Public cloud storage solutions have found their way into small businesses, but not all are created equal. Here’s a roundup of the standouts.
By Matt Whitlock
August 23, 2013
At a recent event, I had an interesting conversation with resellers about the use of public cloud storage solutions in small business teams. There is, after all, no shortage of companies willing to give any user a few GB of free cloud storage. It only makes sense that these tools would find their way into small workgroups or companies. And while nearly all of them provide the ability to place a file in the cloud, it’s the other abilities the different cloud hosts offer that change the way small teams manage, use, and share cloud files. In fact, some of these tools have unique and useful capabilities that larger “business” solutions deliver at much higher price points.
To begin with the obvious, it’s more than likely today that a small team would use either Office 365 or Google Apps as the base of its productivity solution. It’s also likely that you sell one or both solutions, so there’s no need to spend a lot of time talking about them. What is important to note, though, is that while both solutions offer cloud-based file storage and tools that enable their use from PCs and mobile devices, they are not without their flaws.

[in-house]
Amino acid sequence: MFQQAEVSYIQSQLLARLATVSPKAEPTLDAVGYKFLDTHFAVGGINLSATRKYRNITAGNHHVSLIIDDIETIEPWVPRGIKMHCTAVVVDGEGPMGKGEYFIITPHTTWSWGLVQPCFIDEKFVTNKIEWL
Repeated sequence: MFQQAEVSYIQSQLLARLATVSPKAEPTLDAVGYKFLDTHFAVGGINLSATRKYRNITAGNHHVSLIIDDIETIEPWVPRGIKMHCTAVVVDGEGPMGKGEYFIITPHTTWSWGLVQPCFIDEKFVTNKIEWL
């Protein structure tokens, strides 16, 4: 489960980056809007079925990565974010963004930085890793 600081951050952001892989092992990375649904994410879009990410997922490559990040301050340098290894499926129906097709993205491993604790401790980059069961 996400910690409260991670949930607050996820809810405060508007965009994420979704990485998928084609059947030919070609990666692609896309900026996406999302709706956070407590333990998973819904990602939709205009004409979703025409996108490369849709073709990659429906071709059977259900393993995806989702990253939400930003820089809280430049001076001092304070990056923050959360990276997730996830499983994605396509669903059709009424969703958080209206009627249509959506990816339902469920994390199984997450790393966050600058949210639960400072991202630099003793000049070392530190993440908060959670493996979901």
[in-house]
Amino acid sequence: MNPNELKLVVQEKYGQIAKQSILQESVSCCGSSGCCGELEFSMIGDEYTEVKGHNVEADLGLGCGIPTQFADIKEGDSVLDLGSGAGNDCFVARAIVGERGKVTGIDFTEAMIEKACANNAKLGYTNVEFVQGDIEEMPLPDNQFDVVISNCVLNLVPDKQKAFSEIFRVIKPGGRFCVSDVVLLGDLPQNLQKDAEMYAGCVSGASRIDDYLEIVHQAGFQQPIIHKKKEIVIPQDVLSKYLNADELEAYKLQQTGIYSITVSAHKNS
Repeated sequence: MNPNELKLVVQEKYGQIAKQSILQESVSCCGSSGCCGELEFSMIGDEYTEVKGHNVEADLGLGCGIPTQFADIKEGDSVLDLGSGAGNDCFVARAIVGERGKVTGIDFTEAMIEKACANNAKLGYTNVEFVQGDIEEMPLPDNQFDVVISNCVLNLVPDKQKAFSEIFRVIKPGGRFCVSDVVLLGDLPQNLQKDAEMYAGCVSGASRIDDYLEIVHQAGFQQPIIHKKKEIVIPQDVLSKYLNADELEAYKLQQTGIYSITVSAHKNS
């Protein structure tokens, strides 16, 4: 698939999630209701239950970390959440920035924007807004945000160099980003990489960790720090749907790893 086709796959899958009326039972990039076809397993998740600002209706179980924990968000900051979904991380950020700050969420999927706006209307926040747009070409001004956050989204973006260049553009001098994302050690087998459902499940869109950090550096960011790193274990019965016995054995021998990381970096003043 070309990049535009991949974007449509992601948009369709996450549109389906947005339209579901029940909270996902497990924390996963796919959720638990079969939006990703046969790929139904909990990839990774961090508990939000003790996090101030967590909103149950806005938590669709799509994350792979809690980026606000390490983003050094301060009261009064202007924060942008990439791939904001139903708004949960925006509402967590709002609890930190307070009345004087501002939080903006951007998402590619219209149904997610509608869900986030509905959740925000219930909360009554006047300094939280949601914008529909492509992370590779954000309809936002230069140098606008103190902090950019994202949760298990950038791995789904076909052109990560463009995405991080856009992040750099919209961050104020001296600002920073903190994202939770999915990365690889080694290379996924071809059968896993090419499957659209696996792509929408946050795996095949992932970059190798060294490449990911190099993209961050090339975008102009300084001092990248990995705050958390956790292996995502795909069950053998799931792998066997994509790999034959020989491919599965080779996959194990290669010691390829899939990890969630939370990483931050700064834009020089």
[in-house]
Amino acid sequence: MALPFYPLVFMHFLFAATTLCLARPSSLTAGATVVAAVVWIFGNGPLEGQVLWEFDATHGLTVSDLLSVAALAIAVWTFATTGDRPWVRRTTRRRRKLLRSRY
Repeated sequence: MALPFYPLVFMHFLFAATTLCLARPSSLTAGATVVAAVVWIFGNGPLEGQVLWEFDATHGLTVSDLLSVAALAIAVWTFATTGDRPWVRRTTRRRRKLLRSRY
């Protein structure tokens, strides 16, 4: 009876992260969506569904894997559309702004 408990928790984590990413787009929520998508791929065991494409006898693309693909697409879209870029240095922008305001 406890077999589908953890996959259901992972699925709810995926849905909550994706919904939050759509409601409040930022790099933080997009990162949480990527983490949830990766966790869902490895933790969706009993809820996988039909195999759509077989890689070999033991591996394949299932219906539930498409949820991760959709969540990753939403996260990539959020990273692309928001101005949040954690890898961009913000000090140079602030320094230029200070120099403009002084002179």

Skydrive Pro, for example, currently gives each user a fixed, 7GB pool of data, but it can’t be expanded. Google’s Drive sometimes butchers Office docs on import for collaboration, which is clearly problematic. Its file management system is also odd, and expanding beyond the base data pool is expensive if the whole team needs more storage.
The idea is to use the features Office 365 and Google Apps provide and augment them with other services when necessary. So let’s take a look at several popular solutions in use for small teams, compare costs and features, and find out which deserve your attention. Hopefully you’ll pick up a few new tools to add to your arsenal.
Dropbox’s popularity among consumers is justified. All users get 2GB of free storage to start and can add 16 more through a referral program. It’s fast, easy to use, offers powerful sharing capabilities, mobile applications for everything but Windows Phone, and hooks into a PC with software that exposes your cloud files in your local file system. Expanded storage plans give 100, 200, or 500 GB for $99, $199, and $499, respectively, when paid yearly.
Many small teams can (and do) get by with the free option, but Dropbox also offers a business-level service (and a partner program!). The business plan provides centralized administration, “unlimited” storage, and better security tools. Plans start at $795 per year for a team of five, which breaks down to $159 per user.
At the consumer level, Box offers 5GB of free storage, sharing, simple collaboration tools, and mobile applications (including Windows Phone). In many ways, Box is a more robust option at the free level than the other products listed here, although the upload speeds can occasionally be pokey.